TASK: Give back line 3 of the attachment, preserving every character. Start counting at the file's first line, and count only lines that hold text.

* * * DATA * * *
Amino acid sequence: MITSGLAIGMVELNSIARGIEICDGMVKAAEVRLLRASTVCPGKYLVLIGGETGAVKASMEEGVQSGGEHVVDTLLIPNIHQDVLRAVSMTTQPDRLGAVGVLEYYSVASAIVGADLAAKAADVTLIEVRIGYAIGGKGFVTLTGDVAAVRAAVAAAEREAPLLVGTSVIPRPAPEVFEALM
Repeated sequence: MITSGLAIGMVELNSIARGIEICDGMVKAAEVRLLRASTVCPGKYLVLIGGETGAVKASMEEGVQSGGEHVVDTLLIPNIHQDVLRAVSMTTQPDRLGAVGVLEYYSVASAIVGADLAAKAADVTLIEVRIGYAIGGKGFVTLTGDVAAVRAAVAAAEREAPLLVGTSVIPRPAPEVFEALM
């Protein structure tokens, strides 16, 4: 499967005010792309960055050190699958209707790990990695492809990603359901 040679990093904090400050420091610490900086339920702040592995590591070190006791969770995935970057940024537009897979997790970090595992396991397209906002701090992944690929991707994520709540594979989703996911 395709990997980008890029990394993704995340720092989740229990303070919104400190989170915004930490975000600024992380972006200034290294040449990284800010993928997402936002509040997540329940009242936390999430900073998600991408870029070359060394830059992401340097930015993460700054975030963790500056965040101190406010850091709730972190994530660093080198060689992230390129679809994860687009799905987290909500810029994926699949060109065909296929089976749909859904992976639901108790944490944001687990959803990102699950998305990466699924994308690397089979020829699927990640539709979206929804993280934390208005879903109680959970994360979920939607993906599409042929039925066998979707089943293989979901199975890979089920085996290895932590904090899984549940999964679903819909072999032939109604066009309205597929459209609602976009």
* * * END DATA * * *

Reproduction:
């Protein structure tokens, strides 16, 4: 499967005010792309960055050190699958209707790990990695492809990603359901 040679990093904090400050420091610490900086339920702040592995590591070190006791969770995935970057940024537009897979997790970090595992396991397209906002701090992944690929991707994520709540594979989703996911 395709990997980008890029990394993704995340720092989740229990303070919104400190989170915004930490975000600024992380972006200034290294040449990284800010993928997402936002509040997540329940009242936390999430900073998600991408870029070359060394830059992401340097930015993460700054975030963790500056965040101190406010850091709730972190994530660093080198060689992230390129679809994860687009799905987290909500810029994926699949060109065909296929089976749909859904992976639901108790944490944001687990959803990102699950998305990466699924994308690397089979020829699927990640539709979206929804993280934390208005879903109680959970994360979920939607993906599409042929039925066998979707089943293989979901199975890979089920085996290895932590904090899984549940999964679903819909072999032939109604066009309205597929459209609602976009």